Nor is the population in itself in Africa the cause of the alarming levels of environmental damage; relative to the industrial activities in more developed countries. Yet it is Africa that is the most vulnerable continent regarding the consequences of climate change.  The solution for Africa is mainly to adapt: to create technologies to mitigate the impact of climate change, to seek more environmental friendly pursuits of development, in addition promoting responsible environmental stewardship by all.

There are so many ways to tapping this potential in order to foster sustainable development. One way, as suggested by Professor Henry Thairu, is for Africans to draw their own pathway to development – home-brewed and tailor-made. This can be achieved if deliberate efforts are made to cultivate synergy between education institutions, research institutes and between these two institutions and both the business and government sectors. As he asserted, part of the problem in Africa is that there is little, if not no knowledge transfer partnerships; such that universities and research institutes barely produce products or services which are useful by both government and the corporate sector in addressing the development challenges. There is immediate need for frameworks within education and research institutes to generate solutions to problems and frameworks between these institutions and the private and public sectors to transfer such technologies for real life application. This can essentially nurture ‘knowledge-driven’ economies across the Africa; economies which not only innovate products that respond to the unique needs of the African people, but also those that process their resources, exporting finished and high quality ‘made-in-Africa’ products for the world market.

Mrs. Rionge concurred with this thought, adding that Africa ought to embrace the entrepreneurial mind-set. One way of achieving long-lasting development, according to her, is to promote the culture of entrepreneurship through innovation.  Hence, she challenged the youth present at the conference to be innovative, creative and daring enough to take initiative and establish businesses, instead of sitting back and waiting to be employed. This is as good as part of their contribution to achieving sustainable development.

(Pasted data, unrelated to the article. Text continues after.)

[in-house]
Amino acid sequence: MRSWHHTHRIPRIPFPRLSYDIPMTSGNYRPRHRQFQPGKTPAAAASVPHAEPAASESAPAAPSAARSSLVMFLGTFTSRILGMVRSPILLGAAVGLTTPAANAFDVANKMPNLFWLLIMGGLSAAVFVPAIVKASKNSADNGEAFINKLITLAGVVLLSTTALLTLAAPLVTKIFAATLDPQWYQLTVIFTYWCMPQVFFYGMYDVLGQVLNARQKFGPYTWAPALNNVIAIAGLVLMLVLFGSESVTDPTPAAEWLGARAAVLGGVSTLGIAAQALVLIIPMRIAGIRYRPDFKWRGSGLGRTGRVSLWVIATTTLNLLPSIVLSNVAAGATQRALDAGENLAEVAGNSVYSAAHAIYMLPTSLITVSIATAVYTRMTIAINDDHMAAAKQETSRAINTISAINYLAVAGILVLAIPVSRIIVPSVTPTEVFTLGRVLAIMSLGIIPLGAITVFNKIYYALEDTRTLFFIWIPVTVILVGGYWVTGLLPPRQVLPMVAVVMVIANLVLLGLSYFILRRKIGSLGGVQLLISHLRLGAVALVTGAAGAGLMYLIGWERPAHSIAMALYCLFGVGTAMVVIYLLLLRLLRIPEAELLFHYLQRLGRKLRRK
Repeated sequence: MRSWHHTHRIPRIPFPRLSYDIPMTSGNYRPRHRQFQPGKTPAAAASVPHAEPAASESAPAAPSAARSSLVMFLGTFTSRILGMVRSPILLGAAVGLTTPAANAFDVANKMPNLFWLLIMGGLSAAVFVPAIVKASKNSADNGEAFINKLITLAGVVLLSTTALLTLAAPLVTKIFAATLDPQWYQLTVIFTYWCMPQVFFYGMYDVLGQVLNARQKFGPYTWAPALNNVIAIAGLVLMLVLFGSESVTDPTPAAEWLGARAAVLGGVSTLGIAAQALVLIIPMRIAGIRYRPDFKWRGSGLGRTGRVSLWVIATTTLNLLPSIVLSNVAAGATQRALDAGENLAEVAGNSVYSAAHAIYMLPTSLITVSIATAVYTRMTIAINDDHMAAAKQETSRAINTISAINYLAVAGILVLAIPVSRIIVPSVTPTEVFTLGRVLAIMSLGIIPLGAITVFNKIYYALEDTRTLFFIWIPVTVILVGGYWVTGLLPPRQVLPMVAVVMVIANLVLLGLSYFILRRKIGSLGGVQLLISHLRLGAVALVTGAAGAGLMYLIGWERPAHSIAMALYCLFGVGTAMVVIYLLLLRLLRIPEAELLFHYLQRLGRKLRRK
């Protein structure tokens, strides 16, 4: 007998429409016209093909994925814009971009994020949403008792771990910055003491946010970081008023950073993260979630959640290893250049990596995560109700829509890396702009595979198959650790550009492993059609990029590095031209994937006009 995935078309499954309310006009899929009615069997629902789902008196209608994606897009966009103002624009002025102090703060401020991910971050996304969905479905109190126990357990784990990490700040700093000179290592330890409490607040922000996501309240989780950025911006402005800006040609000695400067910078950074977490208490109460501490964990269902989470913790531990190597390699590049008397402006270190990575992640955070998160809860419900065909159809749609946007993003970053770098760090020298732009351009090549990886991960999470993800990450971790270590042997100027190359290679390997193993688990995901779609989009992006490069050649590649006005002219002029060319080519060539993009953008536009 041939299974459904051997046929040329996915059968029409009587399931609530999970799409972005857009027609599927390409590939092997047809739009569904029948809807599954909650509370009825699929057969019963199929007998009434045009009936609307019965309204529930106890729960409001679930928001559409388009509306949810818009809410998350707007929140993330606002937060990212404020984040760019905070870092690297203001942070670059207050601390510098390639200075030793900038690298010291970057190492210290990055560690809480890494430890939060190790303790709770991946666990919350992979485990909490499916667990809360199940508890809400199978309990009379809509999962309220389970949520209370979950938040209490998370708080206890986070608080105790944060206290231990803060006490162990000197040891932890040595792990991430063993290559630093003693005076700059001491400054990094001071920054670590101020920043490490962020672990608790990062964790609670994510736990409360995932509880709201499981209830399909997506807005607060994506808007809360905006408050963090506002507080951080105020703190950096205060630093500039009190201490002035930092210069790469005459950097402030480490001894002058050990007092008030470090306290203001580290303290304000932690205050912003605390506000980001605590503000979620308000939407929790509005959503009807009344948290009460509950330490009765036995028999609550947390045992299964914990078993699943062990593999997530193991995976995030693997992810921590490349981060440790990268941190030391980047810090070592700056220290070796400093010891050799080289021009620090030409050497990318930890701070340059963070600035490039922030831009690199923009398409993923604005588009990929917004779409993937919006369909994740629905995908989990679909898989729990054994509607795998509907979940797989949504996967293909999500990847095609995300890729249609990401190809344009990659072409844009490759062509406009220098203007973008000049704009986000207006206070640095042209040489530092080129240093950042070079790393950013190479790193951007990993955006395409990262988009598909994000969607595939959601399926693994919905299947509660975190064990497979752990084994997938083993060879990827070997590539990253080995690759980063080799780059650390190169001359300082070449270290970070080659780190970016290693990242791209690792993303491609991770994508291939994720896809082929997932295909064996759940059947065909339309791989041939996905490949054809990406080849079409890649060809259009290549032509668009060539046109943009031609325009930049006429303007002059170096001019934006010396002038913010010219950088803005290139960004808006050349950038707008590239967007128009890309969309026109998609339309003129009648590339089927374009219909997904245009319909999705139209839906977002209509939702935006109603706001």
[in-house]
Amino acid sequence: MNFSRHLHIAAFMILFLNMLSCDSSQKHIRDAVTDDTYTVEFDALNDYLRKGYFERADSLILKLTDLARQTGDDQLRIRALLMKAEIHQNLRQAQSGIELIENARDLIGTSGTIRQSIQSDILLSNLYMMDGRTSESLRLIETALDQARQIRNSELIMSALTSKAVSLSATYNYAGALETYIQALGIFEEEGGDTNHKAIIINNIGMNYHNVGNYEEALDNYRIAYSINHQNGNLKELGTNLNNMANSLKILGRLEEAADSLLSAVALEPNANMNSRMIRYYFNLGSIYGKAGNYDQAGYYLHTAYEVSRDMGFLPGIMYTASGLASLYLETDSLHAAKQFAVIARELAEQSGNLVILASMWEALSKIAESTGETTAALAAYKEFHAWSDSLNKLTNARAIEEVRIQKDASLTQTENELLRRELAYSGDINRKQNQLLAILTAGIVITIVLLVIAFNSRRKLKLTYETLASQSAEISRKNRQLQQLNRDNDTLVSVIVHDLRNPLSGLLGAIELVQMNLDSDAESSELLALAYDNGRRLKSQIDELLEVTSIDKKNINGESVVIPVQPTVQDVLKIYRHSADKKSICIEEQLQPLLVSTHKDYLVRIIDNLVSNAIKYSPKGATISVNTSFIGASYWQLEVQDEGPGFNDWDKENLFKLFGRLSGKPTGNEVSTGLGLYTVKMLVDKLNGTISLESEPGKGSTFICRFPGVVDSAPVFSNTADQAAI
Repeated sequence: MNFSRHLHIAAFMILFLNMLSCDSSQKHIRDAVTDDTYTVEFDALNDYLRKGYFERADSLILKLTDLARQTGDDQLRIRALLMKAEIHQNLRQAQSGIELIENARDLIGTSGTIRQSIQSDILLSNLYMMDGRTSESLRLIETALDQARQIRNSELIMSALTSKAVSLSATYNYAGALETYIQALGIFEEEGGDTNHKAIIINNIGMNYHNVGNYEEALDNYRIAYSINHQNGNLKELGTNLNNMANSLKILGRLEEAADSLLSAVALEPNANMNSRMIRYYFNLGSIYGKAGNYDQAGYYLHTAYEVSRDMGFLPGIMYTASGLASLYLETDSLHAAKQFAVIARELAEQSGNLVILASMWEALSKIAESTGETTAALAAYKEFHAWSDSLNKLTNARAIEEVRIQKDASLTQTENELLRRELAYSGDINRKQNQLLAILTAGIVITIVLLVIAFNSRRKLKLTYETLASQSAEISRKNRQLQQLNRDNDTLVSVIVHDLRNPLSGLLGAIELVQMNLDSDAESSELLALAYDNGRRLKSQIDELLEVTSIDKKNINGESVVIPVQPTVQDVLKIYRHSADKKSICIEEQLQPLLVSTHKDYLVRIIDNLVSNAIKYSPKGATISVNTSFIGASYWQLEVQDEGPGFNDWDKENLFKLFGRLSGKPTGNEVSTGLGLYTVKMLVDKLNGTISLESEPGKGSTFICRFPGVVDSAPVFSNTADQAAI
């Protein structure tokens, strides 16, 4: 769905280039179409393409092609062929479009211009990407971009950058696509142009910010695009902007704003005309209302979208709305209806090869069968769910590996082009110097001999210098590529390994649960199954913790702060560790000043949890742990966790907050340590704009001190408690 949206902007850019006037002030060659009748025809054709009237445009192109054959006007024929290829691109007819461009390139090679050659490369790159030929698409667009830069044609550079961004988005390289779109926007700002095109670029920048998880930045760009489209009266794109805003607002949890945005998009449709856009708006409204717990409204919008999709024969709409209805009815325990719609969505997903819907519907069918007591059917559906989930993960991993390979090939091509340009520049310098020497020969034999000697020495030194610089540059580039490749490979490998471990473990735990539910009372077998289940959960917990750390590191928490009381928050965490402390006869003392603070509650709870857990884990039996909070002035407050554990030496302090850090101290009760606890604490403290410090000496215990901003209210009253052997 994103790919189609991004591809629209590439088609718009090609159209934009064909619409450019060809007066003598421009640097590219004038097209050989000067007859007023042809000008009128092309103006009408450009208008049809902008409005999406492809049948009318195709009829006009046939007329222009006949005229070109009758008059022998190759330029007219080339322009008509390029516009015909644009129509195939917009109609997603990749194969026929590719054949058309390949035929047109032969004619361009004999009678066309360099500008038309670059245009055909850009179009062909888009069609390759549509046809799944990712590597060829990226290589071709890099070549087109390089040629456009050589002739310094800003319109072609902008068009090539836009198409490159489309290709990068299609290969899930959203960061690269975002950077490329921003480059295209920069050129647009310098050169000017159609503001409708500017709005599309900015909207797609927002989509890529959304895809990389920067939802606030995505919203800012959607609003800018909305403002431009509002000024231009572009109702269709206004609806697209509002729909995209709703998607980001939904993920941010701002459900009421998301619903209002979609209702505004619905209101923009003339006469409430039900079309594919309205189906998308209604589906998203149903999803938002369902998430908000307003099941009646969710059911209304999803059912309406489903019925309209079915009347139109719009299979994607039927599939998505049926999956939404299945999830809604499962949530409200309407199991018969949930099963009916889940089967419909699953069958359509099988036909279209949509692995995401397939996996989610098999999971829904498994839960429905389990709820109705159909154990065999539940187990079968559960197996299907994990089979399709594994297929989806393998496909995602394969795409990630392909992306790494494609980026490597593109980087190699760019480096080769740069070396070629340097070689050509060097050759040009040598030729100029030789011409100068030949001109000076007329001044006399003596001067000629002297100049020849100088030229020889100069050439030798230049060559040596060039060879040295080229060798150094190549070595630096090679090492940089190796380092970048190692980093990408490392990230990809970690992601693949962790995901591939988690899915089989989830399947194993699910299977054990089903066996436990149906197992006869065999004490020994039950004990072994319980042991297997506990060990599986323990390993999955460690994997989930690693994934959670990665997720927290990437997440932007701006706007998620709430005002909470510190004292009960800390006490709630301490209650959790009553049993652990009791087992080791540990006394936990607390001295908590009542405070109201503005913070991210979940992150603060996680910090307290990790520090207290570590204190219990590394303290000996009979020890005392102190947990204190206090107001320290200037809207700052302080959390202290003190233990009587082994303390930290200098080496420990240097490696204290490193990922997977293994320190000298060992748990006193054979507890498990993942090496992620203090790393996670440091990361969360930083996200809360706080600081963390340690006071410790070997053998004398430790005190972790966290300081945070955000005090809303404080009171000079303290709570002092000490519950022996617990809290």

However, the conference recognised that such efforts are but vainly ambitious, if there is no leadership, in its varied forms, especially political leadership, to govern and drive the development agenda into desirable directions. As emerging African leaders, the greatest investment they can make is to invest first in their self, building the character that is attributed to the indispensable values of magnanimity, humility, collegiality, prudence and justice. Such is the leadership that the continent desperately needs.

Conclusively, the conference left the youth inspired, motivated and challenged, as it reinforced the WYA Declaration on sustainable development; reaffirming the dignity of the human person. It is the human person that drives development, and it is the human person for whom all efforts of development are aimed. Africa’s best bet is its unstinted youth, the continents emerging leaders in whom lies the ingenuity to drive and achieve sustainable economic, social as well as environmental development.


MA (Development Management) Student- IEE of Ruhr University Bochum & School of Government, Uni. of Western Cape
BA (Political Science) University of Malawi, Chancellor College